Publication details

Identification of microRNA signatures in umbilical cord blood associated with maternal characteristics

Authors

JURÁČEK Jaroslav PILER Pavel JANKŮ Petr RADOVÁ Lenka SLABÝ Ondřej

Year of publication 2019
Type Article in Periodical
Magazine / Source PeerJ
MU Faculty or unit

Central European Institute of Technology

Citation
Web https://peerj.com/articles/6981.pdf
Doi http://dx.doi.org/10.7717/peerj.6981
Keywords Umbilical cord blood; microRNAs; Maternal characteristics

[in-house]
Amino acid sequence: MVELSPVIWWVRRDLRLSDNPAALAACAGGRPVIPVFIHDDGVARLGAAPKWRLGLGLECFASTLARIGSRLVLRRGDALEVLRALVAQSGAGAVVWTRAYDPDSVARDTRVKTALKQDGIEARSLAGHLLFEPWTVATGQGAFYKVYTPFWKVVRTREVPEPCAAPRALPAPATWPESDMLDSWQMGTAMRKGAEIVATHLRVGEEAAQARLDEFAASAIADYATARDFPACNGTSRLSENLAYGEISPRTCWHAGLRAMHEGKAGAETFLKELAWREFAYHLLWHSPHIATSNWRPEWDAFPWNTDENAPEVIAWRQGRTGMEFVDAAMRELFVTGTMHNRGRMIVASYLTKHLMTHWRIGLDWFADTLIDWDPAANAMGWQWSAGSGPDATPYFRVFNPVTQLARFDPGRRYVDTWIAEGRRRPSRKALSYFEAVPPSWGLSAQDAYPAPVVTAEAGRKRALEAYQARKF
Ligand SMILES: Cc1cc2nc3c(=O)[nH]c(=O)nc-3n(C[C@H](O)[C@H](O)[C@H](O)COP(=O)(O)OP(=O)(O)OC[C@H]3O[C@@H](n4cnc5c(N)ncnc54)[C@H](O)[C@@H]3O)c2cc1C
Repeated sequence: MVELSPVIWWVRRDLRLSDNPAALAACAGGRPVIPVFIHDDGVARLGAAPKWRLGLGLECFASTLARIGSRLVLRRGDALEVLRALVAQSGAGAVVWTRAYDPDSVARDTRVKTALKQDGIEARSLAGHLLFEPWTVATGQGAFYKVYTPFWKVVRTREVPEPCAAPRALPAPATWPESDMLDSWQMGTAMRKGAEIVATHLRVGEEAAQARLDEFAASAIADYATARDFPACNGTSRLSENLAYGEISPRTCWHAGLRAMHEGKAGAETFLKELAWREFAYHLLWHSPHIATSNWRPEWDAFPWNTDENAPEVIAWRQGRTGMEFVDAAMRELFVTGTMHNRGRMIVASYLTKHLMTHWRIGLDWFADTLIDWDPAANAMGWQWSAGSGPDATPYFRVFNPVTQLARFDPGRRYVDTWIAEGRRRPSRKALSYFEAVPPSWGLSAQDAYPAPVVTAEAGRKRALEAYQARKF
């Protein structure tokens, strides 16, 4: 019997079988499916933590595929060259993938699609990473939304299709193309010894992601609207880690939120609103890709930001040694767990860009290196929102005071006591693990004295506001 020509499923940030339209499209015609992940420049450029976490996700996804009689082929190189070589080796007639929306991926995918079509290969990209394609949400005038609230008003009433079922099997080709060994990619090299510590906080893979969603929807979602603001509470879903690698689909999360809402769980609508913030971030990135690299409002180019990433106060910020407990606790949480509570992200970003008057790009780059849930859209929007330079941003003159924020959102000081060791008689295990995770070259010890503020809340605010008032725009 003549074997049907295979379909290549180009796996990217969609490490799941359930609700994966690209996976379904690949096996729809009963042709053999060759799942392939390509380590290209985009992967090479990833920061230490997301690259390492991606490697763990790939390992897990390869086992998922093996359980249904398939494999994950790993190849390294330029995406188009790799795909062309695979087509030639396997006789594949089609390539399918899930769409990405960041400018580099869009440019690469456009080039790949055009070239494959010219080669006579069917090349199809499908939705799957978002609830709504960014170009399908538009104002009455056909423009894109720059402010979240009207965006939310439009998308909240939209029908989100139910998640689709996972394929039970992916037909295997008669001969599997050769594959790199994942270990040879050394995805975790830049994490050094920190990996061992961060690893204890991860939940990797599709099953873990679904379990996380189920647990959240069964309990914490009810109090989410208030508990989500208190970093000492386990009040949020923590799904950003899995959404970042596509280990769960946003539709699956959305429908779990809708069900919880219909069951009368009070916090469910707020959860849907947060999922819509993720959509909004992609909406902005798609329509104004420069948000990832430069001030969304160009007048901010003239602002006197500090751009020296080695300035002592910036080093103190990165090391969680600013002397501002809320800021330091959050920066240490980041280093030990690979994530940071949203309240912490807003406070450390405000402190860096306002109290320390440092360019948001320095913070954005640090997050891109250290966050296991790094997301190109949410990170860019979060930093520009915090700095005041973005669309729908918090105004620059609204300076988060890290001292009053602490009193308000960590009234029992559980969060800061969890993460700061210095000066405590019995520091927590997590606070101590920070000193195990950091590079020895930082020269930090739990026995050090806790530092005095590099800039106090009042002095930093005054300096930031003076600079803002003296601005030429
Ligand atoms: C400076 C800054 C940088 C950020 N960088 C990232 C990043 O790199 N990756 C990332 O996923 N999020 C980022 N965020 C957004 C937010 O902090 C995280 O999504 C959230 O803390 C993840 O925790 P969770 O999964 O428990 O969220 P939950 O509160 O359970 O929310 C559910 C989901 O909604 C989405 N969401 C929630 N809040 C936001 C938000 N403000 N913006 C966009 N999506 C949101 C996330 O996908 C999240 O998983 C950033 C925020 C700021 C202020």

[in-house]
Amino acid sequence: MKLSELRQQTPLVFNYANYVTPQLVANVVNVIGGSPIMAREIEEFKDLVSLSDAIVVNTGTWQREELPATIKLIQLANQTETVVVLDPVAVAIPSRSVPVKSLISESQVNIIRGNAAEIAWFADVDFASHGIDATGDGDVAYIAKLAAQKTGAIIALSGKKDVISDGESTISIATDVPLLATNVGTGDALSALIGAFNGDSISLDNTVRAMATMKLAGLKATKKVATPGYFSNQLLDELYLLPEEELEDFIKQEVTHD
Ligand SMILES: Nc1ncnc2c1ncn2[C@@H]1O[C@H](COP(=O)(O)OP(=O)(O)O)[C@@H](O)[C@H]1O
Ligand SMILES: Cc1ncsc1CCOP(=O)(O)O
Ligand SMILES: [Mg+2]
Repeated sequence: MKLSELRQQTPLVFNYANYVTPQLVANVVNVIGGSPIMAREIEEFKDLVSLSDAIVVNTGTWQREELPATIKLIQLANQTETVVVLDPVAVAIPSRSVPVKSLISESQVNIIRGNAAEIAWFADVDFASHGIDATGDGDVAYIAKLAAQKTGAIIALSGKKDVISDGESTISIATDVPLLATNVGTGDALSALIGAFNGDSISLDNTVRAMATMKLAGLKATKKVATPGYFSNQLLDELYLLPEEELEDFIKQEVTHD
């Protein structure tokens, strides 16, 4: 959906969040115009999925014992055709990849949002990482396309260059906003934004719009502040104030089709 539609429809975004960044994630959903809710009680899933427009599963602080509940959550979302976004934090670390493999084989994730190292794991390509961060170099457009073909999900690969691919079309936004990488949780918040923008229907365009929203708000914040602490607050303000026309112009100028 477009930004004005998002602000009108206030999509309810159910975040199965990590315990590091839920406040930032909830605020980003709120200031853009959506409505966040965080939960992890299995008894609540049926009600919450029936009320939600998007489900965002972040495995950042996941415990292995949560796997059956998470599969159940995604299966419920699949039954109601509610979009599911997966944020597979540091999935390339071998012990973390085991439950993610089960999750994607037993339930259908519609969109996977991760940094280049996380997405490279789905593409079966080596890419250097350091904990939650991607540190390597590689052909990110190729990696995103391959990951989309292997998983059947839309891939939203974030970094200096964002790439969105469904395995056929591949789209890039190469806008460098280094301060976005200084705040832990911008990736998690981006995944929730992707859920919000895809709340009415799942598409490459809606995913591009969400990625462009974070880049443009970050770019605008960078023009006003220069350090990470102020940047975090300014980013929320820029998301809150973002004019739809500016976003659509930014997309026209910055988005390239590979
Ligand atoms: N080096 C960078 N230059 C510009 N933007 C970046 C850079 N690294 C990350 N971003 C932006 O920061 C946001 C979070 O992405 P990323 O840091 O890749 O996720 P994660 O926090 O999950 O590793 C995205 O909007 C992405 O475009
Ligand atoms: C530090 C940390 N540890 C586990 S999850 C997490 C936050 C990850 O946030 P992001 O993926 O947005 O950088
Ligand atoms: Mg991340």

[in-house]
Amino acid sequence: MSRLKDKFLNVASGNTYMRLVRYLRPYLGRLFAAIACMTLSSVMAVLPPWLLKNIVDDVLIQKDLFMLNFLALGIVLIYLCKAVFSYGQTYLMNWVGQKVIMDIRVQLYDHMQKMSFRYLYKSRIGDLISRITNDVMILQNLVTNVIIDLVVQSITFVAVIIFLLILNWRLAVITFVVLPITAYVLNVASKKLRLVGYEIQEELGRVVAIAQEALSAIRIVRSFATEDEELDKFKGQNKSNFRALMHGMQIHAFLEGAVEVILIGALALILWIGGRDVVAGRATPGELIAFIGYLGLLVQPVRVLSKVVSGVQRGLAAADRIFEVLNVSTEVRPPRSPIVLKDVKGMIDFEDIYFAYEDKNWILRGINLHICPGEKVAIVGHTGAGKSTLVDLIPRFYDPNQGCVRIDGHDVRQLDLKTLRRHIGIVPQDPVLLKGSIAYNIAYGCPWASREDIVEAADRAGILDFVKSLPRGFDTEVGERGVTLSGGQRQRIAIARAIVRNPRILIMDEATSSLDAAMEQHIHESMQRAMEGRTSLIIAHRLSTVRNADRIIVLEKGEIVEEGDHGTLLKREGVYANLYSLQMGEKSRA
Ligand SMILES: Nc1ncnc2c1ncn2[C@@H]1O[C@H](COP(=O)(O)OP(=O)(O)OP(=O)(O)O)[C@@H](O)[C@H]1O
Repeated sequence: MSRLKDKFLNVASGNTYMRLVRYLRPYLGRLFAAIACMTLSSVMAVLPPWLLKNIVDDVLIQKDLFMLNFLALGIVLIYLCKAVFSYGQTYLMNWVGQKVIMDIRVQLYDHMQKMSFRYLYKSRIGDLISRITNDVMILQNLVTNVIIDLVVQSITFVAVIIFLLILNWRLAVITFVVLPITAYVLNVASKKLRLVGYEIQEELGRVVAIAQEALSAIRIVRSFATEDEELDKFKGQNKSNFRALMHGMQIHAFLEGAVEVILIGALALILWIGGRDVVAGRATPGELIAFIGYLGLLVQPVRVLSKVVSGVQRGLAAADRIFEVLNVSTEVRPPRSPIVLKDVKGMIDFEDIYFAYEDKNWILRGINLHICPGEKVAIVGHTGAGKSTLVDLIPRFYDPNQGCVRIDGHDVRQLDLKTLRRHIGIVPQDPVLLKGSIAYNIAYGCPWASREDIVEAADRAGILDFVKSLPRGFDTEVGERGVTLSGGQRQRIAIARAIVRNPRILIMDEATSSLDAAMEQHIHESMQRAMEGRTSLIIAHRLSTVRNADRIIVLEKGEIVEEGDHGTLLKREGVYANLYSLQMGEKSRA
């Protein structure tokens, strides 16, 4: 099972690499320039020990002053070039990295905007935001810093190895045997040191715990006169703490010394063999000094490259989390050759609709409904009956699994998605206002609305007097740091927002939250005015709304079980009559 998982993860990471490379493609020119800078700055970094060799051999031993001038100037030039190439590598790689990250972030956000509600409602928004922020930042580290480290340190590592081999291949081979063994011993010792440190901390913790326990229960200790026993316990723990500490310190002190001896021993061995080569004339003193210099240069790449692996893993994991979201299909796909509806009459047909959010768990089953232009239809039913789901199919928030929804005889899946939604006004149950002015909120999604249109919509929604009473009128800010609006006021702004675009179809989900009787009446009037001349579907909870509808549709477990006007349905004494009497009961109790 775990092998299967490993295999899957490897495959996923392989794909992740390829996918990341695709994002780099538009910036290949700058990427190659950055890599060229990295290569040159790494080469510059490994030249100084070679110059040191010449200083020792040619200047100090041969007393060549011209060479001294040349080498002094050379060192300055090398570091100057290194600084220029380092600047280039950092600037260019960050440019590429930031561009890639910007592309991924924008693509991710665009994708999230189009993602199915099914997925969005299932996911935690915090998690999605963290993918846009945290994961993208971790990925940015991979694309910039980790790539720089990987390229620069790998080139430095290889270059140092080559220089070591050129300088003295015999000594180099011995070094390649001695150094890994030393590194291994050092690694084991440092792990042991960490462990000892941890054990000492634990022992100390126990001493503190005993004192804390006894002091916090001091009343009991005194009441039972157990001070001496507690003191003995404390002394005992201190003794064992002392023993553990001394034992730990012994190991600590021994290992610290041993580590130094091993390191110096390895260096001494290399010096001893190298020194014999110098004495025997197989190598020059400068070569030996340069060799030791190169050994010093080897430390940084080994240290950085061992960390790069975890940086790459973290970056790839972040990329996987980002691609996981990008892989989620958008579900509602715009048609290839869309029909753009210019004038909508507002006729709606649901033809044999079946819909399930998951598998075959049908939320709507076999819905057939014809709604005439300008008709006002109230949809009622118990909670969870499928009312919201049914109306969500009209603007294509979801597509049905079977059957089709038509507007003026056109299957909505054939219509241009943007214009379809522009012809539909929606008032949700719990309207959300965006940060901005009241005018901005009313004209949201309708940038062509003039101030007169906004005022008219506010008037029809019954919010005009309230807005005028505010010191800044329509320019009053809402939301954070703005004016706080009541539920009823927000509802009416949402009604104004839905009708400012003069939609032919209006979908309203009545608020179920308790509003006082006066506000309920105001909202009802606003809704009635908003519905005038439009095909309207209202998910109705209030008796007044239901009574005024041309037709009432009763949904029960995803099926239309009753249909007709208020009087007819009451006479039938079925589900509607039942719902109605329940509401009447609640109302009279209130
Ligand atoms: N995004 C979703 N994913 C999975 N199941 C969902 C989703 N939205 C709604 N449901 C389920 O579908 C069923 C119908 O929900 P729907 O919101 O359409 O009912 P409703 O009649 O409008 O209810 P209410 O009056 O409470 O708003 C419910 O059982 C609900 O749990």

Description Background. Umbilical cord blood could serve as useful source of blood markers enabling more efficient and reliable prenatal and neonatal diagnostics. MicroRNAs (miRNAs) are ubiquitous in body fluids where they were used for detecting and monitoring various physiological and pathological conditions. In this descriptive study, we aimed to identify changes in miRNA expression profiles associated with basic maternal somatic and epidemiological characteristics. Methods. Study is based on 24 mothers from the Pilot phase of CELSPAC: TNG (Central European Longitudinal Studies of Parents and Children: The Next Generation) study. Cord blood was collected at time of delivery and global miRNA profiling was performed using microRNA Ready-to-use PCR Human Panel I+II TaqMan microarrays. Expression profiles were statistically evaluated in relation to maternal age, BMI, pregnancy weight gain, blood type, Rh factor status, allergies during pregnancy, addictive substance abuse and smoking status. Results. We analyzed expression of 752 human mature miRNAs in 24 samples of umbilical cord blood. For all maternal characteristics tested we described a specific signature of significantly deregulated miRNAs (P < 0.05). Analysis revealed seven miRNA associated with maternal age (three increased and four decreased in women younger than 35 years), 14 miRNAs associated with BMI status (five miRNAs increased and nine miRNAs decreased in women with BMI > 25) and nine miRNAs associated with maternal weight gain during pregnancy (eight miRNAs increased, and one miRNA decreased in women with weight gain < 12 kg). Additionally, 17 miRNAs correlated to blood type (two miRNAs decreased in blood type A, 11 increased in blood type B, two miRNAs increased in blood type AB and two miRNAs increased in blood type 0) and 17 miRNAs to Rh status of mother. We also detected seven miRNAs deregulated in umbilical cord blood of women with allergy (four increased and three decreased in women with allergy), four miRNAs associated to addictive substance abuse status (two up- and two downregulated in women with addictive substance abuse) and eight miRNAs associated with maternal cigarette smoking during pregnancy. Conclusions. We successfully described differences in miRNA profiles in umbilical cord blood associated with basic characteristics connected with mother. Our data suggest that miRNAs in umbilical cord blood are detectable and associated with a wide range of maternal characteristics. These results indicate that miRNAs could potentially serve, and should be studied, as biomarkers for screening and diagnosis of pregnancy-associated complications and pathologies.
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